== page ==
History and Development of the Periodic
The most basic arrangement of the periodic table was in 1649. By this time, many elements have been known but the first scientific discovery of an element was in 1649. Hennig Brand discovered phosphorus, the first element discovered through scientific inquiry. He attempted to create a Philosopher’s Stone which was supposedly able to turn metals into pure gold. During his experiment, he heated residues from boiled urine, and a liquid dropped out and turned into flames. This was the first discovery of phosphorus. During the next 200 years were when chemists started to recognize patterns in properties of elements and gained much knowledge about the properties and compounds of them.
In the late 1700s, the first extensive list of elements was created. It was created by Antoine Lavoisier, a French chemist. The first list contained 33 elements and was distinguished between metals and non-metals, dividing the few known elements into four classes. He devised a naming system for the discovery of new elements. Additionally, Antoine Lavoisier was the first chemist to define an element as a substance that cannot be broken down by chemical means. His findings greatly contributed and impacted many chemists and their ideas on elements. It helped them start to categorize and understand the elements more thoroughly. In 1803, John Dalton developed an atomic theory based off the fact that elements were combined with each other according to different ratios by weight. As a part of his theory, Dalton built a scale of atomic weight based on the hydrogen atom. John Dalton calculated the first relative weights of atoms and compounds. In 1808, he published a list of elements along with their atomic weights.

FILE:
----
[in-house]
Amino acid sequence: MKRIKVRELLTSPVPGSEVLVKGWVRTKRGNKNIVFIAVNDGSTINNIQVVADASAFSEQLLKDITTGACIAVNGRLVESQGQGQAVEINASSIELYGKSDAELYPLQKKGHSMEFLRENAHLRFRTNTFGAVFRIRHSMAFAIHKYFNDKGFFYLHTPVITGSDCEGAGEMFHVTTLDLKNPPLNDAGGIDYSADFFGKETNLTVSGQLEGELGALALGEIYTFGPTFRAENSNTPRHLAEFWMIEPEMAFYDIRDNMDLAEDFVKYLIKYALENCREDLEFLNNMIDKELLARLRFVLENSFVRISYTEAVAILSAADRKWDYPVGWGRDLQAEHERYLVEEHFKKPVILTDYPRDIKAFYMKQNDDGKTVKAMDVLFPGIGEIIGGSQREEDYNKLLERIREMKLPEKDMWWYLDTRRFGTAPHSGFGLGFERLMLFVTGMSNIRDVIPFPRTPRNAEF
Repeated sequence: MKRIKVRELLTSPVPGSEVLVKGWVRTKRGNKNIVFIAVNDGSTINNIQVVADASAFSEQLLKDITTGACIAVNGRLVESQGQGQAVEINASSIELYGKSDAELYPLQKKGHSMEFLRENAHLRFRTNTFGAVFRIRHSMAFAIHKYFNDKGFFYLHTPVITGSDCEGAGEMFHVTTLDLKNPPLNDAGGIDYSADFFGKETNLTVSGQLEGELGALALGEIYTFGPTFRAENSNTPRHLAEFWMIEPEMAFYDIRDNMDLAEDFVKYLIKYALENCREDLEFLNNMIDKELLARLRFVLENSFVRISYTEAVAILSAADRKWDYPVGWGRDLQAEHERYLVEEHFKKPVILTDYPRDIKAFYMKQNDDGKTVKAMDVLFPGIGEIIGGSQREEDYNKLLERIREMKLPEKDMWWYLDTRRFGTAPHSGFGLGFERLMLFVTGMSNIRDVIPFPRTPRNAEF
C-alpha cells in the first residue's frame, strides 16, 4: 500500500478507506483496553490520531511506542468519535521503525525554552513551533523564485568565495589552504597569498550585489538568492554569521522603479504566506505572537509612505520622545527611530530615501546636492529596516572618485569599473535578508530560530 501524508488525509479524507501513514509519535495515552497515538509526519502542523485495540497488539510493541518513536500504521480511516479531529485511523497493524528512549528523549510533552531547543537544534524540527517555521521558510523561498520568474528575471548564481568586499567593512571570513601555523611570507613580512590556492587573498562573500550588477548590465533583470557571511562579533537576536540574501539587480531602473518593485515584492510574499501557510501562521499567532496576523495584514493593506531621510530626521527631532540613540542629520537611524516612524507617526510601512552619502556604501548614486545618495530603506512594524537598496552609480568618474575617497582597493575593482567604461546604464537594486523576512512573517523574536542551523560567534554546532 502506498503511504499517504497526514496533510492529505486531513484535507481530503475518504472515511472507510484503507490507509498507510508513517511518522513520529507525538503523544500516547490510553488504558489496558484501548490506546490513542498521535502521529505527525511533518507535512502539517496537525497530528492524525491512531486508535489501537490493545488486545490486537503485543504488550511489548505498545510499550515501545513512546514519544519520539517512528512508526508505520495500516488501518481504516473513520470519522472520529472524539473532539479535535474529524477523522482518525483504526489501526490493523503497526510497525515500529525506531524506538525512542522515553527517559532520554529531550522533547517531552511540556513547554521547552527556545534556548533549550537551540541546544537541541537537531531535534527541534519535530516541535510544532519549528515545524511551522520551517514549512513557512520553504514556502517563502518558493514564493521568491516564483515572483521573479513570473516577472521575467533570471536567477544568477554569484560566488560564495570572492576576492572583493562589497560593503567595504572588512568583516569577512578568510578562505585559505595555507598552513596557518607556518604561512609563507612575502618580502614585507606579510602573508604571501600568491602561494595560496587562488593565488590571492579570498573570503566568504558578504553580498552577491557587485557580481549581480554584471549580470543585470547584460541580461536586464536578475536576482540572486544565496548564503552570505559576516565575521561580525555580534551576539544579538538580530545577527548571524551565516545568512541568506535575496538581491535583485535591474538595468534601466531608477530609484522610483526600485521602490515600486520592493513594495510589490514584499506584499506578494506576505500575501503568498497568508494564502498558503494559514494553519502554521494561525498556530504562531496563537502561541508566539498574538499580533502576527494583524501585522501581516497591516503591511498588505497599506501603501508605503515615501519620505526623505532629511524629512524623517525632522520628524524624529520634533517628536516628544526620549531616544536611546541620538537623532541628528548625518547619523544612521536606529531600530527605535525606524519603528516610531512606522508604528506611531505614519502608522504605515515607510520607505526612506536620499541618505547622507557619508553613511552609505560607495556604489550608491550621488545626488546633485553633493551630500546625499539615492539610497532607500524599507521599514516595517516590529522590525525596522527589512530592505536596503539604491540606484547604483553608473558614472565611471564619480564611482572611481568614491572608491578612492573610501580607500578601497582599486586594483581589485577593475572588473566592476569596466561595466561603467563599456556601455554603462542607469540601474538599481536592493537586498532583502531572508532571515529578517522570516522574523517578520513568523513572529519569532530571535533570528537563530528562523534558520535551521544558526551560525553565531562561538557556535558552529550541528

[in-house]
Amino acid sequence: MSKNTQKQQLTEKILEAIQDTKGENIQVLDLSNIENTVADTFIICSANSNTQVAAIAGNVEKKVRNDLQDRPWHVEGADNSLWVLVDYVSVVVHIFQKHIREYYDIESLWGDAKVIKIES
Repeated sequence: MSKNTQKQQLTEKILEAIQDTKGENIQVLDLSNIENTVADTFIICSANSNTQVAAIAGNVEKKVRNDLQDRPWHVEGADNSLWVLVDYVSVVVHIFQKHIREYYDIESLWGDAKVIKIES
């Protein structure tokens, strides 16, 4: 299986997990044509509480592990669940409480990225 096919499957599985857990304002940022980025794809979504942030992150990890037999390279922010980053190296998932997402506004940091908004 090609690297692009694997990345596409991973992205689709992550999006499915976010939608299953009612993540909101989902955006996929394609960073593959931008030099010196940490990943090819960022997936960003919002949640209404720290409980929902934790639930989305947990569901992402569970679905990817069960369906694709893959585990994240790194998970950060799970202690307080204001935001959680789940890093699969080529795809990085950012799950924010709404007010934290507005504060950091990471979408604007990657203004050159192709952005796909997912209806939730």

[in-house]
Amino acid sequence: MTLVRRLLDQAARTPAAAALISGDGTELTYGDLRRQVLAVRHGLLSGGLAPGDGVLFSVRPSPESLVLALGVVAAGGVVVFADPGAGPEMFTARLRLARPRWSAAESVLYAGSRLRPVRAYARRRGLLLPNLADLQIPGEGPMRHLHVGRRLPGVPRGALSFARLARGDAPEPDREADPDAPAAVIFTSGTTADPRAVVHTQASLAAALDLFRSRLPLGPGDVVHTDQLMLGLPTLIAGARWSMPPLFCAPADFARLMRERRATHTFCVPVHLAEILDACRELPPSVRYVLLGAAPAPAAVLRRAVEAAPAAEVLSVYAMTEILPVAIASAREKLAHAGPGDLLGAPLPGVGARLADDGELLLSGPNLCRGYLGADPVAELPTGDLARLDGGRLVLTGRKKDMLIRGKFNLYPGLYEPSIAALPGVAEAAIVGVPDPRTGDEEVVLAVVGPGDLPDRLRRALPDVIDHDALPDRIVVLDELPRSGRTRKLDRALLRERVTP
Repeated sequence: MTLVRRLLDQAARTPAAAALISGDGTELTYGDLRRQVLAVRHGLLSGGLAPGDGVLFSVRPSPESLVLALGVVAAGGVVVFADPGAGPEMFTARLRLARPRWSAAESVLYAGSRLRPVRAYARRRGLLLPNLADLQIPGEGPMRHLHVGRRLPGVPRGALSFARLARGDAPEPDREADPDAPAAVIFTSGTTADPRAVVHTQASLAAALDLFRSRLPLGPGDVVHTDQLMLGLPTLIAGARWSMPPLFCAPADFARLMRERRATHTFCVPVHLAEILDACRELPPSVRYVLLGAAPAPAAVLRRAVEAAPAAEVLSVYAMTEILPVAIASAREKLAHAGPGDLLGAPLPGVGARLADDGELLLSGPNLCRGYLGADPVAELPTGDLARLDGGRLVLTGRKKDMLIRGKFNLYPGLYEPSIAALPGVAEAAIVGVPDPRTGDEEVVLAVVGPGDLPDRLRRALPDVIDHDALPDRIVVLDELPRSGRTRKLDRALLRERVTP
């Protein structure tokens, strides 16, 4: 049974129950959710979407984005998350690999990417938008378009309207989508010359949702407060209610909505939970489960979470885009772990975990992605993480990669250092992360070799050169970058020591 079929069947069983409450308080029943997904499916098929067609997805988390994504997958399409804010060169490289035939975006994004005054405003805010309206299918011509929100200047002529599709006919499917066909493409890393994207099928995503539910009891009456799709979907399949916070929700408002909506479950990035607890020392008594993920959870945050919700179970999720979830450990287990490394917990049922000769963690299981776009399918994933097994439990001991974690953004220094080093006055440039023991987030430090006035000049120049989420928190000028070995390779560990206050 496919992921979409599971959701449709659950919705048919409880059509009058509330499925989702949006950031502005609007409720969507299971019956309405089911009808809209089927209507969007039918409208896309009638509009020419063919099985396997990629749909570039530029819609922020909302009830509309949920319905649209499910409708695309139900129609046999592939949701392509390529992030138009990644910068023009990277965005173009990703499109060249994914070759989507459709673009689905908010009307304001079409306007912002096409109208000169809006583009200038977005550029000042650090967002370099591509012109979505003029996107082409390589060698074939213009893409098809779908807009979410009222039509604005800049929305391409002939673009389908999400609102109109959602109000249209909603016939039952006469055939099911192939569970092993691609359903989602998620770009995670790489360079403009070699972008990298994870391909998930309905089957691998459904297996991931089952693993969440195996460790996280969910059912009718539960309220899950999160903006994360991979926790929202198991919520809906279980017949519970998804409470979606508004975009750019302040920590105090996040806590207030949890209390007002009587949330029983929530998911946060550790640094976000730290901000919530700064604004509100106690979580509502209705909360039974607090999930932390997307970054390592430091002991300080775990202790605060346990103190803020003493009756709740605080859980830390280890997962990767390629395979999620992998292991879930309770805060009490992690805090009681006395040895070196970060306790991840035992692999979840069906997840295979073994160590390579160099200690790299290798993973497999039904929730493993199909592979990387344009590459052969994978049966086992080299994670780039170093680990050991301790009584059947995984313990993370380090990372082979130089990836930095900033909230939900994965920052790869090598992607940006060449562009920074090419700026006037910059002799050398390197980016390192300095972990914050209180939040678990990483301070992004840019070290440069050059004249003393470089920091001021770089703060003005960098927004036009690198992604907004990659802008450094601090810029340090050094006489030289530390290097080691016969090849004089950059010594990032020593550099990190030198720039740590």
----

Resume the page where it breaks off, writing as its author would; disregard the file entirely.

Around 1810 to 1830, Jöns Jakob Berzelius, a Swedish chemist, developed a table of atomic weights that contained all of the elements known to that date. He also...